The ten dollar founding father leaves a mark on 2020


Retrieved from: Wikimedia Commons

Lin-Manuel Miranda is the mind behind “Hamilton: An American Musical” and plays the ten dollar founding father himself.

Gracie Wilson, Collegian Managing Editor

They say, “history has its eyes on you” and that couldn’t be closer to the truth. History has certainly been keeping its eyes on us and 2020 will surely be one that reigns prominent in the minds of everyone for years to come. In the midst of everything 2020 has thrown at the world, the release of Hamilton onto Disney+ is one of the positives.

Hamilton splashed onto the Broadway scene in 2016 and ever since, people have entered lotteries and paid through the nose for those coveted seats to the American musical written by Lin-Manuel Miranda. Now, four years later it is available to any user of Disney+ to watch and enjoy over and over again.

 If you’re like me, the only thing you really knew about Hamilton before 2016 was that he’s on the ten-dollar bill and he lost in a duel to Aaron Burr. Now, through the musical stylings of Lin-Manuel Miranda, Philipa Soo, Leslie Odom Jr., Johnathan Groff, Daveed Diggs and others, we know there is far more to the story.

 This musical, describing and detailing the events of the American Revolution, the election of 1800, the founding of a financial system and Hamilton’s life with Eliza Schuyler, has certainly refreshed everything we learned about our ten-dollar founding father. However, it is possible that it hit viewing for a more general public at the perfect time in our history, showing that it truly has its eyes on us.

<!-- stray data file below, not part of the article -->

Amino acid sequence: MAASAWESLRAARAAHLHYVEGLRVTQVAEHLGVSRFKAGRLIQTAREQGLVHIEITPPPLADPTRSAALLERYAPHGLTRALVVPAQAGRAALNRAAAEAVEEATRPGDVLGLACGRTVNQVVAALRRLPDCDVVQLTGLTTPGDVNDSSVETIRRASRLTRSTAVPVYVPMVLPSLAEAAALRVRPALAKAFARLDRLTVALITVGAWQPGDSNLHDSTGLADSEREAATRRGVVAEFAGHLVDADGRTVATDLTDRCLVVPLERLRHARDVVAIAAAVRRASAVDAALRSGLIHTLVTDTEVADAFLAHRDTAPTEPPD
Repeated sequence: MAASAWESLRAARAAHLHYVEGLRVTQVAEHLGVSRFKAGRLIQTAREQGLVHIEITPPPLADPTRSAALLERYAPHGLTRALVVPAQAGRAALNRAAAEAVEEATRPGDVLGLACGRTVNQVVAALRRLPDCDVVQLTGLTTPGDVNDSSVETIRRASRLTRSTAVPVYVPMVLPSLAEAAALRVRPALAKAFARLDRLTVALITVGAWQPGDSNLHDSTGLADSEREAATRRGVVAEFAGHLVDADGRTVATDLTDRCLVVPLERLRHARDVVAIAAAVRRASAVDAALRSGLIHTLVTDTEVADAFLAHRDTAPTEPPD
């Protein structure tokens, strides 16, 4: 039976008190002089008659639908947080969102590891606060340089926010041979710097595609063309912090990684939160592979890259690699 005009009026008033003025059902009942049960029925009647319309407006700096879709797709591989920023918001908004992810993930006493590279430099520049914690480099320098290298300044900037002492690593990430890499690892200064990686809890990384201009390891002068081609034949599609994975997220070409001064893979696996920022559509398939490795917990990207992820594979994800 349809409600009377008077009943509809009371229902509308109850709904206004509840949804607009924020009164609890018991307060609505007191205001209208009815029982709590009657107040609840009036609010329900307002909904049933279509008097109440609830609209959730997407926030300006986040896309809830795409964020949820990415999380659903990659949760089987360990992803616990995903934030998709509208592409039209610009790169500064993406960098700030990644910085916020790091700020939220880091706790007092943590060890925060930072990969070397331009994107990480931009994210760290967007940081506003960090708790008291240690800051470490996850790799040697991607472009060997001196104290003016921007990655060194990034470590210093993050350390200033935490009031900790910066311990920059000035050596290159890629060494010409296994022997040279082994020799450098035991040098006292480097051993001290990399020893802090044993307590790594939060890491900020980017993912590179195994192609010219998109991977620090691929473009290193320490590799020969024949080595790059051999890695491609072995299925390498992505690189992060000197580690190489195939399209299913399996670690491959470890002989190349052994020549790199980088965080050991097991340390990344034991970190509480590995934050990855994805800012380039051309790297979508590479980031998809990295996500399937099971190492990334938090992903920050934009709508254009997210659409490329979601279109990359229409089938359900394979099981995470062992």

Over the summer, we as a nation watched as the Black Lives Matter movement became more prevalent in the public eye. People began to speak up even more for their rights and what they believed in, and then Hamilton stepped onto the scene and became culturally significant in more ways than one.

The cast of Hamilton is completely multi-cultural, and everyone comes together to put on the same amazing show. Everyone involved is part of this great and influential work of art. This unity is arguably exactly what we needed to see, as a nation we need to see that we are also able to come together because when we do, we can make something beautiful out of it. In the midst of all that 2020 has given to the world so far, Hamilton is certainly something that came to the right place at the right time.

People often pride Hamilton on the music, vocals and showmanship; but what about its cultural significance? To build a future for this nation, it is important to understand how it started. Even though not everything in the musical is true to history (although seeing Hercules Mulligan as the flower girl in Alexander and Eliza’s wedding is hilarious), it still helps viewers to see a creative rendering of some of the founding aspects of this country. People arguably know a lot more now about Hamilton than they did walking out of their history class that only talked about duels and ten-dollar bills.

From the title song to the final chords of “Who Lives, Who Dies, Who Tells Your Story,” this musical takes its viewers on an emotional rollercoaster ride through the United States’ early years and the ten-dollar founding father who did everything he could to not throw away his shot.